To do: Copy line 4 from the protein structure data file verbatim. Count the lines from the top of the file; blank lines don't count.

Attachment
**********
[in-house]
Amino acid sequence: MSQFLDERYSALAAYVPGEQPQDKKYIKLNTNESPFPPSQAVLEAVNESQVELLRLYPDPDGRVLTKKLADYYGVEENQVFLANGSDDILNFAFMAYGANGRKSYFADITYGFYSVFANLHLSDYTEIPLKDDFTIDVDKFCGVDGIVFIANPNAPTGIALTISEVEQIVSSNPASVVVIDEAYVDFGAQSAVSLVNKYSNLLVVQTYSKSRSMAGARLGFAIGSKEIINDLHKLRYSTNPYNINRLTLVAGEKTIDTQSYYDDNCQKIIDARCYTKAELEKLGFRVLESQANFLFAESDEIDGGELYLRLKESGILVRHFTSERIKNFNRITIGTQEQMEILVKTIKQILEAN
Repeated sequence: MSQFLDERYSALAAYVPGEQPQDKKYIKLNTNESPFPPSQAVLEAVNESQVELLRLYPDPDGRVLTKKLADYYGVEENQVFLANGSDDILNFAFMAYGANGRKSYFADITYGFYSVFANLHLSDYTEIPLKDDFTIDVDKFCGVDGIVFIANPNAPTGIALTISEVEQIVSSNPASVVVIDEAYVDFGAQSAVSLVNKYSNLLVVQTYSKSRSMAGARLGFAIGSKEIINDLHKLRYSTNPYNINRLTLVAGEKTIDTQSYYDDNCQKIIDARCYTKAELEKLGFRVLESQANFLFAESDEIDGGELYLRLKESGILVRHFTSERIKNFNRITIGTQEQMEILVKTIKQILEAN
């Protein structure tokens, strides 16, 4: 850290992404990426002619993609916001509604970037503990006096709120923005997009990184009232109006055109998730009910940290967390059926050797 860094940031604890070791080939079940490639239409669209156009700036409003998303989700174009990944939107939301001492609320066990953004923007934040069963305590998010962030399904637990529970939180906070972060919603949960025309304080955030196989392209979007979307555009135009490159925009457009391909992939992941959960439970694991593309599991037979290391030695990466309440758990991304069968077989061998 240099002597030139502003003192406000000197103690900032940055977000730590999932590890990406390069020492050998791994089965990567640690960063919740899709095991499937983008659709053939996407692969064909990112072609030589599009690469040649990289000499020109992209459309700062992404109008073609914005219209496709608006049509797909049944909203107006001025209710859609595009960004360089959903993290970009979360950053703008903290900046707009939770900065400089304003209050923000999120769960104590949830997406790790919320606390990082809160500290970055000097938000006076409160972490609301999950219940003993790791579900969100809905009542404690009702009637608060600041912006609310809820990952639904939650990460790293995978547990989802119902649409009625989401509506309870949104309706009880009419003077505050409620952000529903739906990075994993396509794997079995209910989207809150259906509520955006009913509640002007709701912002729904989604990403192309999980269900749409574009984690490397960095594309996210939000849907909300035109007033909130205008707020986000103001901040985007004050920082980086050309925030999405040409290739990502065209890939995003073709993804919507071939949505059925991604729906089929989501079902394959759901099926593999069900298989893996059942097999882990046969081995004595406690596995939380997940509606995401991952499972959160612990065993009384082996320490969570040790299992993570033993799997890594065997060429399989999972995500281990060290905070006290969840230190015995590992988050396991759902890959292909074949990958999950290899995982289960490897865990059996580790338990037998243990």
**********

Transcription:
């Protein structure tokens, strides 16, 4: 850290992404990426002619993609916001509604970037503990006096709120923005997009990184009232109006055109998730009910940290967390059926050797 860094940031604890070791080939079940490639239409669209156009700036409003998303989700174009990944939107939301001492609320066990953004923007934040069963305590998010962030399904637990529970939180906070972060919603949960025309304080955030196989392209979007979307555009135009490159925009457009391909992939992941959960439970694991593309599991037979290391030695990466309440758990991304069968077989061998 240099002597030139502003003192406000000197103690900032940055977000730590999932590890990406390069020492050998791994089965990567640690960063919740899709095991499937983008659709053939996407692969064909990112072609030589599009690469040649990289000499020109992209459309700062992404109008073609914005219209496709608006049509797909049944909203107006001025209710859609595009960004360089959903993290970009979360950053703008903290900046707009939770900065400089304003209050923000999120769960104590949830997406790790919320606390990082809160500290970055000097938000006076409160972490609301999950219940003993790791579900969100809905009542404690009702009637608060600041912006609310809820990952639904939650990460790293995978547990989802119902649409009625989401509506309870949104309706009880009419003077505050409620952000529903739906990075994993396509794997079995209910989207809150259906509520955006009913509640002007709701912002729904989604990403192309999980269900749409574009984690490397960095594309996210939000849907909300035109007033909130205008707020986000103001901040985007004050920082980086050309925030999405040409290739990502065209890939995003073709993804919507071939949505059925991604729906089929989501079902394959759901099926593999069900298989893996059942097999882990046969081995004595406690596995939380997940509606995401991952499972959160612990065993009384082996320490969570040790299992993570033993799997890594065997060429399989999972995500281990060290905070006290969840230190015995590992988050396991759902890959292909074949990958999950290899995982289960490897865990059996580790338990037998243990």